Are Bad Grammar Killing You’re Brand on Facebook?
Anyone who has spent even a tiny amount on social media or even texted, knows that the Internet has lowered the standards of spelling and grammar across the board. Random typos, acronyms, and memes prevail across platforms. We are all at the mercy of auto-correct no matter how careful we are.
With everyone from kids to grandparents using abbreviations such as “u” for “you” and internet terms such as lol and btw, it may seem like the internet, texting, and social media are changing the way we use language. Has the Internet killed grammar?
Speaking your audience’s language is ok, however there is a ‘but ‘ coming.
It is important to understand the general tone, etiquette, and language of a particular online community, and to post accordingly. In some cases, this does indeed mean using appropriate acronyms, slang and other types of language that fit that particular profile.
Besides, taking part in an open, honest way and showing an understanding of how one’s target audience prefers to communicate and interact online can go a long way towards developing a connection, and this type of communication may have a much greater long-term impact than a simple ad, giveaway, or other quick and easy tactics. But…
“Web language” and its effect on Digital Brand Management
Shortening words on Facebook as if all of society was still texting on a phone with single colour screen & ‘abc’ number keypads may be an unforgivable misdemeanour. The use of modern acronyms like BTW, OMW and LOL (that shorten a few words) may be perfectly appropriate depending on the context and audience, however shortening a single word, such as describing a “Lrg Pizza” on Facebook, can come across as downright lazy and certainly won’t do a brand’s image any favours.
If this was the amount of effort put into a company’s Facebook advertising, one could imagine how potential customers may form preconceptions about the quality of a product they may receive. For any reputable brand or company there is no reason to do it and there hasn’t been since the arrival of smartphones. Not a single reason. At all.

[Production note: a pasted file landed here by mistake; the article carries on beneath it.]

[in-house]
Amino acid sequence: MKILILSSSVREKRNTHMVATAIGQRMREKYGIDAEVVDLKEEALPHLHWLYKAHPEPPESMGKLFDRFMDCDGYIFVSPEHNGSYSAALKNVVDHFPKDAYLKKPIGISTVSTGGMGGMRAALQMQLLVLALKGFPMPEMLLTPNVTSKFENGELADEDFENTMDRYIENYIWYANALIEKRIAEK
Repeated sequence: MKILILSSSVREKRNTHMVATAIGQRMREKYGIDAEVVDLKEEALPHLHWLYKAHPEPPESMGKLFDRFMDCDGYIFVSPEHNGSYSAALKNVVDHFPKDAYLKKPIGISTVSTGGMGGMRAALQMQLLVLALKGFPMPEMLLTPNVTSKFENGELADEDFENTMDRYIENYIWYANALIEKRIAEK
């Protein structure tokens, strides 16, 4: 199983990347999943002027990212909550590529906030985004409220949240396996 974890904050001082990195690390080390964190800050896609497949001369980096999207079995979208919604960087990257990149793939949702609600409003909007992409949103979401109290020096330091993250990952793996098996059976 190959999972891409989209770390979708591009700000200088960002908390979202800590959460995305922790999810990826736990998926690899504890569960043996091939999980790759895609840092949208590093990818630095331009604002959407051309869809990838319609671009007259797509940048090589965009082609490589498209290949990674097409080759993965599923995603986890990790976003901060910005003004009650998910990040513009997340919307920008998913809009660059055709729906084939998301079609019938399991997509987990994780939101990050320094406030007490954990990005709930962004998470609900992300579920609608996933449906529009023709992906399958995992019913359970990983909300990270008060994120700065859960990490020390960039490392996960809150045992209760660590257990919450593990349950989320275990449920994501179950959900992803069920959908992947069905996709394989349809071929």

The effect of the web on grammar and spelling has a larger impact than you might expect. It goes beyond personal communication and being slightly irritated at a random misspelling that you may see while browsing your news feed.
How a brand communicates and connects online is a reflection of the company itself, and that includes using certain types of language on various social platforms such as Facebook. Social media is a place where companies can personalise their customer service experience, however whilst a typo every now and again is generally forgiven on PERSONAL social media profiles, emails or blogs, brands and business pages are held to a higher standard.
Many people tend to judge others (quite harshly I might ad) by their spelling and grammar – a habit that will also affect their perception of your brand or company on social media. If you are better versed in one language than another and you are maintaining your own profile, best to stick to the devil you know. If, however you are paying someone else that suffers from the same affliction, it may be time for a change of agency.